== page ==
In fact, that's exactly what happens in Newtonian physics with G. It's just a normalization parameter of the model that we set to a value to make the theory give answers that match reality.

7. ### The GodValued Senior Member

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I will wait for answer to your question in the first part of your above post. More or less you have hit the Bull's eye, quite close.

8. ### NotEinsteinValued Senior Member

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Ah, so you now agree with me that one can derive Newtonian physics from GR. Good. Going back on topic: what's your opinion on hansda's claim that his text correlates Newtonian physics with GR?

In fact, perhaps hansda can explain to us where this factor of 8pi exactly comes from!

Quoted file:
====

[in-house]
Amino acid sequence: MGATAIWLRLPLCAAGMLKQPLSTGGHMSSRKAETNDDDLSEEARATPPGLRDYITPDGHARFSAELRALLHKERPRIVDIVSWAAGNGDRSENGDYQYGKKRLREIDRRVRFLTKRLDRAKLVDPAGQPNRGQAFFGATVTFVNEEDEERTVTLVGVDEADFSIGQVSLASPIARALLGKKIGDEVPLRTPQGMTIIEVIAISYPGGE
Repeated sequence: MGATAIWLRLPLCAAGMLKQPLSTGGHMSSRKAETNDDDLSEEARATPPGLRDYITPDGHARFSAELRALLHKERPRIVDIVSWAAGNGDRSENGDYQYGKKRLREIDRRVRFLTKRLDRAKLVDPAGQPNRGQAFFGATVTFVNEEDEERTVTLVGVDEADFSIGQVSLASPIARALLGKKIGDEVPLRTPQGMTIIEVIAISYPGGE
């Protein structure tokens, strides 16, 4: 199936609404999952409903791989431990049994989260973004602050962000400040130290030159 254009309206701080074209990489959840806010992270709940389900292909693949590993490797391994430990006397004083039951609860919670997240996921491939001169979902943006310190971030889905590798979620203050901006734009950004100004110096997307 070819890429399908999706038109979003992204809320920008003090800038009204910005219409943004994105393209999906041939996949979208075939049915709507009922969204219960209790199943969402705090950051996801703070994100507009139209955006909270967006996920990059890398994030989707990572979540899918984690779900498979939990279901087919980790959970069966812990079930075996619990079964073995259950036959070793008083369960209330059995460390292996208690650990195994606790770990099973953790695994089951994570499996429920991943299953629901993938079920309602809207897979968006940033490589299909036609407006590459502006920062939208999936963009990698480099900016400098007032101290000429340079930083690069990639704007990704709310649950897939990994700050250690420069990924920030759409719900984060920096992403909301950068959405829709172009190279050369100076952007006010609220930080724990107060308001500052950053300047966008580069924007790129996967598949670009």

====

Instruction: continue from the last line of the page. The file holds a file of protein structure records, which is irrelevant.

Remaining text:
9. ### The GodValued Senior Member

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No, no....but if that pleases you after you made lot of dramatics in last few posts.

You read my first post again and get back what I said.

10. ### NotEinsteinValued Senior Member

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So you have found a mistake in the derivation I posted a link to? Please point me to it!

Ok:

Well, both have to actually describe reality; their answers have to be right in order for the model to be useful. If you call that a forced connection, then yes.